Casariego, the base commander, called the apparent abuse in the video "a game" and said it wasn't sexual in nature. "It's a young guy who is normally around here, like these people," he said, pointing to a Haitian family sitting outside their home twenty yards away. He said the soldiers engaged in "some kind of bullying, but nothing more."
The alleged assault is just the latest in a series of incidents that have frayed relations between Haitians and the 12,000 foreign troops who have been stationed in Haiti under the U.N. banner now for several years. Anti-U.N. riots shut down major cities and thoroughfares after an outbreak of cholera last October. Rumors circulated that a U.N. base had introduced the disease to Haiti. Scientific studies by the Centers for Disease Control and others have since confirmed the source of the outbreak was a Nepalese peacekeeping base in central Haiti.
Sinal Bertrand, a Haitian parliamentary deputy from the Port Salut area, said he began talks with U.N. officials last week about other allegations against the soldiers by residents of Port Salut, ranging from sexually exploiting young women to environmentally polluting the area.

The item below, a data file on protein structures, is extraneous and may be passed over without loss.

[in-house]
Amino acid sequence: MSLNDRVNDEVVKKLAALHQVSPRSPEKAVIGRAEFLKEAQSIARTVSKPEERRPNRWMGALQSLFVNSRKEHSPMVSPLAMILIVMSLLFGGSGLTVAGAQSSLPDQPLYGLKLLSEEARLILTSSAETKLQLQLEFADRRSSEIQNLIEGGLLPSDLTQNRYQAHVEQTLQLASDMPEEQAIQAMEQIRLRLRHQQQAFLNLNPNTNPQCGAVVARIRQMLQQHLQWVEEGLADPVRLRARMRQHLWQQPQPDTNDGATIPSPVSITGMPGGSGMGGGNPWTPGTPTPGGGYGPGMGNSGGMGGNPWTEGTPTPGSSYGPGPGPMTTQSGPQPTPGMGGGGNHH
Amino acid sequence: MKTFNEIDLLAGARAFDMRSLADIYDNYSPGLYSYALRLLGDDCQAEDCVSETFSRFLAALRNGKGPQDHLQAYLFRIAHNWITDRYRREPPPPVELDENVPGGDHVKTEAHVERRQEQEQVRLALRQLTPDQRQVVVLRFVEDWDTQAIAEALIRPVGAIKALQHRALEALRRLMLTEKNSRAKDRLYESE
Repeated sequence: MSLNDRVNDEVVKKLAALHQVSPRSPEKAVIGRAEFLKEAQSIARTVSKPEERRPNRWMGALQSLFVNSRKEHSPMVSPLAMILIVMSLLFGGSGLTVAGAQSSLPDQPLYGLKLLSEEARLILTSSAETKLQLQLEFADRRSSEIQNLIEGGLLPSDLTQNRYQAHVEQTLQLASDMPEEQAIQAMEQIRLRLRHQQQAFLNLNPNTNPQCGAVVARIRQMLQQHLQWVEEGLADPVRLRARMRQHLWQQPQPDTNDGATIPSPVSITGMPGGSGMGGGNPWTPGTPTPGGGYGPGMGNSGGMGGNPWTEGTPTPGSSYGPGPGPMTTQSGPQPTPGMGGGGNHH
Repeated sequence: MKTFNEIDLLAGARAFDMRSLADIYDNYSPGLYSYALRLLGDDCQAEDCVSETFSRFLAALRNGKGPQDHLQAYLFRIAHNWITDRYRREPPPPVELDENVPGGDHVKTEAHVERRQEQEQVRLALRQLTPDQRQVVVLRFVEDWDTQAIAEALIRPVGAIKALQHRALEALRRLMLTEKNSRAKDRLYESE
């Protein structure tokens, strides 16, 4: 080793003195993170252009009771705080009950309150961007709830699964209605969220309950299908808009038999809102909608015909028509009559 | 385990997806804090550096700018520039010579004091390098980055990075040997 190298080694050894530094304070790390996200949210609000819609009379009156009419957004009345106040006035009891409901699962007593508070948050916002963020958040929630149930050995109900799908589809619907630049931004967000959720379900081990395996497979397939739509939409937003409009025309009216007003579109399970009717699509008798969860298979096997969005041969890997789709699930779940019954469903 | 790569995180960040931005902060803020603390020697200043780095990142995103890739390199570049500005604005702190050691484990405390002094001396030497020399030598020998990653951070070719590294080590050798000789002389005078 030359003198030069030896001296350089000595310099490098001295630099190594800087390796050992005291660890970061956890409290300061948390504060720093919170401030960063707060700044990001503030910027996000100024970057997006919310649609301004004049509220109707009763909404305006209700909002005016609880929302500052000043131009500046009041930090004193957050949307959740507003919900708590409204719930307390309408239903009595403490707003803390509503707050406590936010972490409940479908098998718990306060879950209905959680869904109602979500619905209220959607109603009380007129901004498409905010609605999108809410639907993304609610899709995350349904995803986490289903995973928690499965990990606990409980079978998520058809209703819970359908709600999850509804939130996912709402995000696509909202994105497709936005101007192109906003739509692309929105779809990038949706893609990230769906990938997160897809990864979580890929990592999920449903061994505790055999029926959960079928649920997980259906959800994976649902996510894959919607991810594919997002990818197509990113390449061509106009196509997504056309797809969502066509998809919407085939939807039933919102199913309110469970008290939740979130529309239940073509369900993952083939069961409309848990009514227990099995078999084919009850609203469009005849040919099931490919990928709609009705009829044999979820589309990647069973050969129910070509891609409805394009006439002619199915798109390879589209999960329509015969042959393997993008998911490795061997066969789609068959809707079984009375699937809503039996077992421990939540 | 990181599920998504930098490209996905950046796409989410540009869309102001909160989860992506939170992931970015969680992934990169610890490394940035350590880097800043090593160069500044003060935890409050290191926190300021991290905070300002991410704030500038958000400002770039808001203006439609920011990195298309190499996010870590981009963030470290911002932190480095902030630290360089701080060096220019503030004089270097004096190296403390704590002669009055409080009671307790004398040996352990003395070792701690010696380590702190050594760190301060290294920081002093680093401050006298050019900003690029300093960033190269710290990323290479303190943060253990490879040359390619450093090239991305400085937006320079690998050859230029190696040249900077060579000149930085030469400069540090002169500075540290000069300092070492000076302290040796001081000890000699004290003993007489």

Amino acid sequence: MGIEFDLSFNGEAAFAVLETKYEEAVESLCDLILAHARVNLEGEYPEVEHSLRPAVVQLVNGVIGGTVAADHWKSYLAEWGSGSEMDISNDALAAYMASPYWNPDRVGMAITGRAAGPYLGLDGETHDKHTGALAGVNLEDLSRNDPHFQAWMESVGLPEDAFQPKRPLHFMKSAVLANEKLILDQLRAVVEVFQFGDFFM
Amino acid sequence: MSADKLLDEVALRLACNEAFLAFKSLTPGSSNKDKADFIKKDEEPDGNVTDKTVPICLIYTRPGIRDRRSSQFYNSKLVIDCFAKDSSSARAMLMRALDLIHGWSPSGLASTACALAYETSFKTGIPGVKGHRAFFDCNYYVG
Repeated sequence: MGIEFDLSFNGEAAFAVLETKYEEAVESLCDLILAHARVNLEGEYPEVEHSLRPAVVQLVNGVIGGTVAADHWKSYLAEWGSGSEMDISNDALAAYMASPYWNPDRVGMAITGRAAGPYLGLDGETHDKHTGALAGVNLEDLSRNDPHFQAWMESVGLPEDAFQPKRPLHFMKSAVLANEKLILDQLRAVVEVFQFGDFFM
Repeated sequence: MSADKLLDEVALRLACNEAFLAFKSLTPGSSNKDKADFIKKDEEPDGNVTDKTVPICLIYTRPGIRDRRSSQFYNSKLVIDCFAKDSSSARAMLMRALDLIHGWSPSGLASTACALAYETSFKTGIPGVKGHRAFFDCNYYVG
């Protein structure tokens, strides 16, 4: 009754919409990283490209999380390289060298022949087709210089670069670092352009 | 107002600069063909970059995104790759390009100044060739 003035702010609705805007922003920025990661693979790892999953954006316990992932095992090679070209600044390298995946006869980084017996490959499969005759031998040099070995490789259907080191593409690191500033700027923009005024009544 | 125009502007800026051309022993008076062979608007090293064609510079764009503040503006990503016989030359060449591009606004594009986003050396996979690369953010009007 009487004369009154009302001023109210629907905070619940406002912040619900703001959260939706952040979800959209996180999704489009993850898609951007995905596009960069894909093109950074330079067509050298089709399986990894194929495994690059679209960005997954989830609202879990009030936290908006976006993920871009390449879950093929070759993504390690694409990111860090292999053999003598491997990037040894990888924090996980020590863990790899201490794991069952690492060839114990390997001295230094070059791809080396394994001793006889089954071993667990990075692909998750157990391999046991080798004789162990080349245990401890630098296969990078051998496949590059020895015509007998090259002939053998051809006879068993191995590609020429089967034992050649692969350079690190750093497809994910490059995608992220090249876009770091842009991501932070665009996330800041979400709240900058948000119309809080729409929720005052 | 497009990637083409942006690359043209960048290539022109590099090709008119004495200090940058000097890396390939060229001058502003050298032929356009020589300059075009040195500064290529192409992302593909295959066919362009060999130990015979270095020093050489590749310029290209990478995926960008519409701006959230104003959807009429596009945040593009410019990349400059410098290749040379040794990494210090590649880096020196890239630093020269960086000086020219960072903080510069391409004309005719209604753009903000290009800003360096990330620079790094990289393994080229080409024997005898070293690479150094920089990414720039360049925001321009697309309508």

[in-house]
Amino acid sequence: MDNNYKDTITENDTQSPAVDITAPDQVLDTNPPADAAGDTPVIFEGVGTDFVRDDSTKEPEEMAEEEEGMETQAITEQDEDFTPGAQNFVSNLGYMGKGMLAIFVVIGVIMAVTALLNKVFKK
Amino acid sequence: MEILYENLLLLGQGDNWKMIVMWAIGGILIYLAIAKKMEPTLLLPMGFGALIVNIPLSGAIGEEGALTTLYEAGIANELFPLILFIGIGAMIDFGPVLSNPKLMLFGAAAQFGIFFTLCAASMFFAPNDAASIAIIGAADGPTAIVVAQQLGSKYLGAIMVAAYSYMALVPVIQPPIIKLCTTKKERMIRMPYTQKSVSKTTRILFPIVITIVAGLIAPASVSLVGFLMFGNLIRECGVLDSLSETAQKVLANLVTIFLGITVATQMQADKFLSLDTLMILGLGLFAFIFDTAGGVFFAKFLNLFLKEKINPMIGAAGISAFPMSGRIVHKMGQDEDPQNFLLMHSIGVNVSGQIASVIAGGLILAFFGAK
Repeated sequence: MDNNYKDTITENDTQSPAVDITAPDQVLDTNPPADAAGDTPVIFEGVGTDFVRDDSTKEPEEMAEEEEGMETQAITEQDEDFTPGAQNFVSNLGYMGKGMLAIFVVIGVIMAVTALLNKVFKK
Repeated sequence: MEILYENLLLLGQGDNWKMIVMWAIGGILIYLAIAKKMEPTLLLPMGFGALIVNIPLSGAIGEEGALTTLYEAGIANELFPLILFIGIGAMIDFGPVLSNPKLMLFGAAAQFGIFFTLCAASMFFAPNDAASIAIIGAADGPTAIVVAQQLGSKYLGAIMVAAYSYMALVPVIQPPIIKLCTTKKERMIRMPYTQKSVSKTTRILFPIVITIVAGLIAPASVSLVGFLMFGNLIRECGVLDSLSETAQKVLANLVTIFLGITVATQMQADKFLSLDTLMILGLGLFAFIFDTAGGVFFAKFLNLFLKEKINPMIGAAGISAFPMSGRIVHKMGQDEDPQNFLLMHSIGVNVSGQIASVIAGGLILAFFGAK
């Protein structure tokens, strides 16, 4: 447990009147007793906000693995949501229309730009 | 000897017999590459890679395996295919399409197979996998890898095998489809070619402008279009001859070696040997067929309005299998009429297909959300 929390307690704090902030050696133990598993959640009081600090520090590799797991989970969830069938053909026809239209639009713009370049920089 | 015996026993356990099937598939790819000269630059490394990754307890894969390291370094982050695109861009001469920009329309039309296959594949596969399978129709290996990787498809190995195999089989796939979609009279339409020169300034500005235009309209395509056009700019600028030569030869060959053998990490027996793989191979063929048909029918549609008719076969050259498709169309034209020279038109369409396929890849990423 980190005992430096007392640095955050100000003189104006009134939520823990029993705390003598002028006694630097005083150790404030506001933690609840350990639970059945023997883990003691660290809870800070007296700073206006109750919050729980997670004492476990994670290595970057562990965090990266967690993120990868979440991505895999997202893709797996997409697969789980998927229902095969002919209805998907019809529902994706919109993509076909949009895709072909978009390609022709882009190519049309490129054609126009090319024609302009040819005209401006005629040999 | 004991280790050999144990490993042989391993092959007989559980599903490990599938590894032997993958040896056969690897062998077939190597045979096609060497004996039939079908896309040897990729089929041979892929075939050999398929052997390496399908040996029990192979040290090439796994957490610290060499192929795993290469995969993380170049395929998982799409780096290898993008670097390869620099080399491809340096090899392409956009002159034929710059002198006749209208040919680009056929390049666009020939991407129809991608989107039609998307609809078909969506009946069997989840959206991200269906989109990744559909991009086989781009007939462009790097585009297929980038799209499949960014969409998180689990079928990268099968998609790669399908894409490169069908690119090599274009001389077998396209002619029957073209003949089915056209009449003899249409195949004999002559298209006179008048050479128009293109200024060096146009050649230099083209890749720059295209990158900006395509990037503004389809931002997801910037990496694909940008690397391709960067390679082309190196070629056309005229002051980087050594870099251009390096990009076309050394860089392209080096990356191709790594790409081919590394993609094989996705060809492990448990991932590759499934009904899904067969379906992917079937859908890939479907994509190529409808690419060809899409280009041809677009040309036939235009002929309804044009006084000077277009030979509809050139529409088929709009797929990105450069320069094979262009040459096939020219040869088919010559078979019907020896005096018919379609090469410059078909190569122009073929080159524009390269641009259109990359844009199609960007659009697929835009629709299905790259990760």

Andre Jean, a local mechanic, summed up those tensions, saying he does not believe the peacekeepers make him any more secure.
"They aren't useful to us at all," he said. "They just go back and forth to the beach, nothing more here in Port Salut. They just check out the young girls. If something happens to you and you go to them to ask for help, they tell you, go to the police."
Bertrand said he is calling on the U.N. to ensure that the alleged assailants in this latest case are punished.
"If they don't collaborate with the justice system, I'll denounce them," he said. "I'm expecting [the U.N.] to respond, until there's justice."
Ansel Herz is a freelance journalist based in Haiti since 2009 who has written for The Nation, Reuters Alertnet, Inter-Press News, Haiti Liberte and other outlets.